By Jeff Noble
LAUREL COUNTY, Ky. —
St. Camillus Academy, a center of learning, inspiration and life in Corbin for more than 100 years, will close its doors for good in May.
The private Catholic school, which sits atop a hill in East Corbin, will shut down at the end of the current school year.
The decision to close was made Tuesday by the Roman Catholic Diocese of Lexington, which has operated St. Camillus for the past two years. Diocese officials told school leaders that financial reasons were to blame for the closing.
It was Diocese Superintendent Tim Weaver who came to Corbin to tell the school about the closing. He first met Tuesday morning with Terry Newquist, the principal of St. Camillus. Then Weaver spoke with teachers in the afternoon, and later met with the school’s board in the evening.
Newquist told the students the news on Wednesday.
“We’re still in shock, to be honest. Our school council is just not willing to give up. We’d like to save the school, that’s what we have to look at. But we’re overwhelmed by this news right now,” Newquist said Wednesday morning.
She added the reaction from the students was what one would expect, and that some were very upset by the news of the school’s closing.
“It’s been a tough day. That’s because we really are a family here. I know every student by name. The parents drop their kids off in the morning, talk to each other in the car lane, and pick them up in the afternoon. And everyone knows everyone else’s kids. This is a very close-knit community,” Newquist noted.
News of the school’s closing came during Newquist’s first year as principal. Like many who work at St. Camillus, she’s been with the school for years, which reinforces the sense of family that she has with students and staff.
“I’ve done every job there has to be done at the school. Drive the buses, clean the toilets, work in the cafeteria, teach, of course, and now principal.”
Newquist said those who want to save St. Camillus will begin to find ways to prevent its shutdown. Tuesday, the school will have a parent meeting at 7 p.m., to keep parents informed on what’s happening, and listen to ideas they may have.
Even with the clock ticking, the staff continues to hold out for hope.
“We can’t see where it is right now, but we still have hope,” she said. “As one of our board members said last night (Tuesday), ‘If God wants this school to be open, it will be open.’”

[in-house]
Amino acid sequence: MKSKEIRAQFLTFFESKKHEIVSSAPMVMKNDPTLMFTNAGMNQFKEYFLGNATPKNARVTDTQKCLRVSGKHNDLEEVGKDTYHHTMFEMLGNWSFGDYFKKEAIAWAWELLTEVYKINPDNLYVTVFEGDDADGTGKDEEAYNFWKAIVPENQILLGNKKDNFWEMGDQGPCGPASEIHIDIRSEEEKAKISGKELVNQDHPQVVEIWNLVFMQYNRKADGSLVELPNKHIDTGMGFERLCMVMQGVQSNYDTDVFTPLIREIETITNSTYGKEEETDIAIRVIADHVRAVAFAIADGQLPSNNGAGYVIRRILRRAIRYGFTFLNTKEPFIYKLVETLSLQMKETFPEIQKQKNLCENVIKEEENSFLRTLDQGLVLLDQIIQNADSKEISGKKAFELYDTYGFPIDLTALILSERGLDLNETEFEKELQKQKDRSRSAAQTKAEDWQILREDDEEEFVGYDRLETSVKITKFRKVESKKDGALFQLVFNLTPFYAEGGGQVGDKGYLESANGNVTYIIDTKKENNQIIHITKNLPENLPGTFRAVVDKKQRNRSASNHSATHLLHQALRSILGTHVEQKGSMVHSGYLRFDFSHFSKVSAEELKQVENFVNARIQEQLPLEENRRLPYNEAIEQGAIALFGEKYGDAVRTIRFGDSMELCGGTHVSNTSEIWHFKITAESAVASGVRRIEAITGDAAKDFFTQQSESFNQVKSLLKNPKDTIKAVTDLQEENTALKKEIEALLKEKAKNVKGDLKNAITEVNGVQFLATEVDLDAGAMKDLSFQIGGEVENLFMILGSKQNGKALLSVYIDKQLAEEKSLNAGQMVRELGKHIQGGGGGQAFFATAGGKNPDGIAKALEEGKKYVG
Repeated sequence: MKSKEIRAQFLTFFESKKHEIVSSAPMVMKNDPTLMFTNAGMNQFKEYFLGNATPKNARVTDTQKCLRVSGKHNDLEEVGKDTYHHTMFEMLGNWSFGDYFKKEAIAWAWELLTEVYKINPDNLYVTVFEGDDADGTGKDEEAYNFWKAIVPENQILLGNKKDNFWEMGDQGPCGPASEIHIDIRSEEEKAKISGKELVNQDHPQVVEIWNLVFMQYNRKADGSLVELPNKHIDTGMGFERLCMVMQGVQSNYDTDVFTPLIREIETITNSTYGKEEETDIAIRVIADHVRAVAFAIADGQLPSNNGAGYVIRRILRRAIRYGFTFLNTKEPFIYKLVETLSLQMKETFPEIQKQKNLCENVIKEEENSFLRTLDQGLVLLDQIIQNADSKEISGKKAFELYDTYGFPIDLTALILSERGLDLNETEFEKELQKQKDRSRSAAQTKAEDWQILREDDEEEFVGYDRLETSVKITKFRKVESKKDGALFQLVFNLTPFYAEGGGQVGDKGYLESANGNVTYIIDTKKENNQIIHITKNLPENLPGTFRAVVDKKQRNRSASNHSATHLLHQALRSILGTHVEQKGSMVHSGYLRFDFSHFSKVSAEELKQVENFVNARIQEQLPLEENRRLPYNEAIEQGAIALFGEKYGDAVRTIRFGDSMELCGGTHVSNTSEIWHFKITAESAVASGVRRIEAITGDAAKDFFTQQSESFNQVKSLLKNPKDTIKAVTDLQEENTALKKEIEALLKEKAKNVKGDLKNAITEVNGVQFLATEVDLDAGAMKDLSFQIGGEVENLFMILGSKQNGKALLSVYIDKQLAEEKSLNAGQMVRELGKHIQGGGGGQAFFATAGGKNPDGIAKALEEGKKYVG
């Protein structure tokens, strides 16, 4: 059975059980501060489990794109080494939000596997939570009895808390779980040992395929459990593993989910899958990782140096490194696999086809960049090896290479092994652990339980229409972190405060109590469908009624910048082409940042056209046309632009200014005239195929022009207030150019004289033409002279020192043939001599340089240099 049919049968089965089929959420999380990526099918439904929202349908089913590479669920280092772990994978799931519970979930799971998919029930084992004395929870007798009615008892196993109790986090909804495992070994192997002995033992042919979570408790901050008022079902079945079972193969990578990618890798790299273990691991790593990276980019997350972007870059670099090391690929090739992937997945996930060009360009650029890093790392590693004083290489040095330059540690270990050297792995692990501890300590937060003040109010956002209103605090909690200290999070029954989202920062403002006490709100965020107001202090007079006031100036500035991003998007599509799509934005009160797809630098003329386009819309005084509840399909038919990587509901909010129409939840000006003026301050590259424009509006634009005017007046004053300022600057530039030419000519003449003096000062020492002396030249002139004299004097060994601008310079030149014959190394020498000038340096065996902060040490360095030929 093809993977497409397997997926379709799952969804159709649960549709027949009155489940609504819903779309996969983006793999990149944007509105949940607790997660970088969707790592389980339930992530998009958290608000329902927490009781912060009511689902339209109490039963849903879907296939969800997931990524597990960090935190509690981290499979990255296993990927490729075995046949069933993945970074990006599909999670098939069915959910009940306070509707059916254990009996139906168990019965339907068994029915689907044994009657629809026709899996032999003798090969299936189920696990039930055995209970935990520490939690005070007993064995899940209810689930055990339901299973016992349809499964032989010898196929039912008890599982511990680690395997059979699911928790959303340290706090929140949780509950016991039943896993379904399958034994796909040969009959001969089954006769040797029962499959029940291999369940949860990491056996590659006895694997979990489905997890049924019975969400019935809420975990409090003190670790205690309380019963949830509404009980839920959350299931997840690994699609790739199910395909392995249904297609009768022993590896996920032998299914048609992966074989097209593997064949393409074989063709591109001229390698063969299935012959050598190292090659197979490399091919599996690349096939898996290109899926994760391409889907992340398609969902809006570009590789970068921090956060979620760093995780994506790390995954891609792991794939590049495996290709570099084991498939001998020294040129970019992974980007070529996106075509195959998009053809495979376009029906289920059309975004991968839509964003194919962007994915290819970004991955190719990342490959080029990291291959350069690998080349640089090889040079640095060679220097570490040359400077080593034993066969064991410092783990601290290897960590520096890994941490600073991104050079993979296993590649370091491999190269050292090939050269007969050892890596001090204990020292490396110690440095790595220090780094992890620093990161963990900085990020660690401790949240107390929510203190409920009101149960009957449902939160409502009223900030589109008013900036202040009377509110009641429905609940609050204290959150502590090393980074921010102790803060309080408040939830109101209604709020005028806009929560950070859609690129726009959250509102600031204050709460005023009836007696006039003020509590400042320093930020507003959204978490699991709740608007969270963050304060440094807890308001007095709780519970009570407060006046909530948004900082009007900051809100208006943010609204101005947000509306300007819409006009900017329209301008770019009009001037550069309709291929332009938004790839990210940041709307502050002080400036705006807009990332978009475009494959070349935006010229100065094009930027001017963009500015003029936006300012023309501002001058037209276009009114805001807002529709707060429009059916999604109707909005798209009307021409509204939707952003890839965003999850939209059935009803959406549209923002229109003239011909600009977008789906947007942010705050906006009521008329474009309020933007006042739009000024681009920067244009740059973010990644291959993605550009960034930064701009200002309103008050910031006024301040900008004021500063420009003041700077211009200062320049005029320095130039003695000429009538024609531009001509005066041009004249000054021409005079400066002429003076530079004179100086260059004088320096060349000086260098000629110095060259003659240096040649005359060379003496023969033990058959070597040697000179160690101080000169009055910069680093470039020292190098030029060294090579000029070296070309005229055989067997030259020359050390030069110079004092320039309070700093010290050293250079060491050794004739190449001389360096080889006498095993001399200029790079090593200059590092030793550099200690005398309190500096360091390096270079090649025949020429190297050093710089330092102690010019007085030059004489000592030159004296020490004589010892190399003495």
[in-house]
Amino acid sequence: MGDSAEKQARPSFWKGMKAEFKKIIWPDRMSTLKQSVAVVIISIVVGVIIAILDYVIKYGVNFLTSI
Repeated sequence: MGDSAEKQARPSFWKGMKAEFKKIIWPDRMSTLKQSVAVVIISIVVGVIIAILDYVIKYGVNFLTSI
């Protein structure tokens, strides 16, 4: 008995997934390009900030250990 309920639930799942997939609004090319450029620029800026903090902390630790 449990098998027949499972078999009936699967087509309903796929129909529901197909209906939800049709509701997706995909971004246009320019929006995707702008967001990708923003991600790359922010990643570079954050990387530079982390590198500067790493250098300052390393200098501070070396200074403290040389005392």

Neither diocese nor Sisters can afford the expenses
The operation of St. Camillus was part of a three-year agreement between the diocese and the Sisters of Divine Providence, who own the school and property. Based at St. Anne Convent in the northern Kentucky community of Melbourne, the Sisters have played a major role in St. Camillus since its beginnings in 1908.
Corbin and 50 counties in central and eastern Kentucky belong to the Diocese of Lexington, which was established in 1988.
In a phone interview, Weaver said the contract to run St. Camillus had provisions, with one in particular addressing the school’s finances.
“One of the provisions was that we could terminate the contract, due to financial reasons. Two years ago, the school had around 130 students. They’ve lost students since then but picked up a little this school year. And it cost $268,000 to cover all expenses in the two years the diocese has operated St. Camillus. Last Friday, I met with the Sisters in Melbourne, talked to them about the situation, and they agreed to close the school. They are not able to continue the school on their own, either.”
Currently, St. Camillus has 83 students in classes from Montessori to sixth grade. Newquist noted they have seen declining enrollment recently.
“We’ve had declining enrollment over the years. We’re not unique. Most Catholic and private schools are struggling right now. That was the hope to keep the school going, to have the diocese run the school. As for the property, it’s owned by the Sisters, so it will be the Sisters who will determine what happens to the property.”
Sisters hope buildings, land can be put to public use
An official with the Sisters of Divine Providence confirmed Thursday they’re looking at options to sell the buildings and property of the Corbin school.
“I don’t know what will happen next, but we are looking at those options to sell. The hope is maybe a community college could use the facility and it could make a nice satellite school for somebody. Maybe it could be bought by the city of Corbin,” said Sister Fran Moore, provincial superior of the U.S. Province, Sisters of Divine Providence.
When the decision to close was announced Tuesday, Sister Fran discussed why the school would be shut down in May.
“We wanted to make sure that the parents and children had the time to make a decision to where their children will go to school. And that the teachers and staff will also have time to look for employment. We don’t do things without a great deal of consideration and discussion.”
Sister Fran added the next few months will be crucial in determining the future of the site that’s become a Corbin landmark for more than a hundred years.
“We’re open to options what we can do. And maybe some great idea could miraculously come up.”